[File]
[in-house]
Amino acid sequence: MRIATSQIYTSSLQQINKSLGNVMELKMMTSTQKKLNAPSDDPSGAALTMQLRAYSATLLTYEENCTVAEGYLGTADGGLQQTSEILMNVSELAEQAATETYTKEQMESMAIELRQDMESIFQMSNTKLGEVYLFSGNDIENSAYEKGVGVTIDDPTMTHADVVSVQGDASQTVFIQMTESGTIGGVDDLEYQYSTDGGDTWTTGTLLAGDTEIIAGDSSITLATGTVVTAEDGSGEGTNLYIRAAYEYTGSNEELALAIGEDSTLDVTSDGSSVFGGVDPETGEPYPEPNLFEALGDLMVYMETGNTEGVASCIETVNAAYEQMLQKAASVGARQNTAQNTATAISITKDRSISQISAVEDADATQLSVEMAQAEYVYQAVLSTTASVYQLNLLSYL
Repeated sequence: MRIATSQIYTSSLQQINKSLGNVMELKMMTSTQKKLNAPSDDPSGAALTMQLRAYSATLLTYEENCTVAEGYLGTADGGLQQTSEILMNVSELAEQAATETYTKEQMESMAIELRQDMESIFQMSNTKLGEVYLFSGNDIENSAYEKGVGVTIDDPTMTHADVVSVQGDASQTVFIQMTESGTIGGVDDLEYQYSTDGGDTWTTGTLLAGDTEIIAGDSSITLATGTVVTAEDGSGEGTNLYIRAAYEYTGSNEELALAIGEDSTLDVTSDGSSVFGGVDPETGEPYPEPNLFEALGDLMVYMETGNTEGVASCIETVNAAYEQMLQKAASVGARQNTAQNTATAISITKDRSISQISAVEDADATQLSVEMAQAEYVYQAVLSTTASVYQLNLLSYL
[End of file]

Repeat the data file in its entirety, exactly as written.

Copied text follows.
[in-house]
Amino acid sequence: MRIATSQIYTSSLQQINKSLGNVMELKMMTSTQKKLNAPSDDPSGAALTMQLRAYSATLLTYEENCTVAEGYLGTADGGLQQTSEILMNVSELAEQAATETYTKEQMESMAIELRQDMESIFQMSNTKLGEVYLFSGNDIENSAYEKGVGVTIDDPTMTHADVVSVQGDASQTVFIQMTESGTIGGVDDLEYQYSTDGGDTWTTGTLLAGDTEIIAGDSSITLATGTVVTAEDGSGEGTNLYIRAAYEYTGSNEELALAIGEDSTLDVTSDGSSVFGGVDPETGEPYPEPNLFEALGDLMVYMETGNTEGVASCIETVNAAYEQMLQKAASVGARQNTAQNTATAISITKDRSISQISAVEDADATQLSVEMAQAEYVYQAVLSTTASVYQLNLLSYL
Repeated sequence: MRIATSQIYTSSLQQINKSLGNVMELKMMTSTQKKLNAPSDDPSGAALTMQLRAYSATLLTYEENCTVAEGYLGTADGGLQQTSEILMNVSELAEQAATETYTKEQMESMAIELRQDMESIFQMSNTKLGEVYLFSGNDIENSAYEKGVGVTIDDPTMTHADVVSVQGDASQTVFIQMTESGTIGGVDDLEYQYSTDGGDTWTTGTLLAGDTEIIAGDSSITLATGTVVTAEDGSGEGTNLYIRAAYEYTGSNEELALAIGEDSTLDVTSDGSSVFGGVDPETGEPYPEPNLFEALGDLMVYMETGNTEGVASCIETVNAAYEQMLQKAASVGARQNTAQNTATAISITKDRSISQISAVEDADATQLSVEMAQAEYVYQAVLSTTASVYQLNLLSYL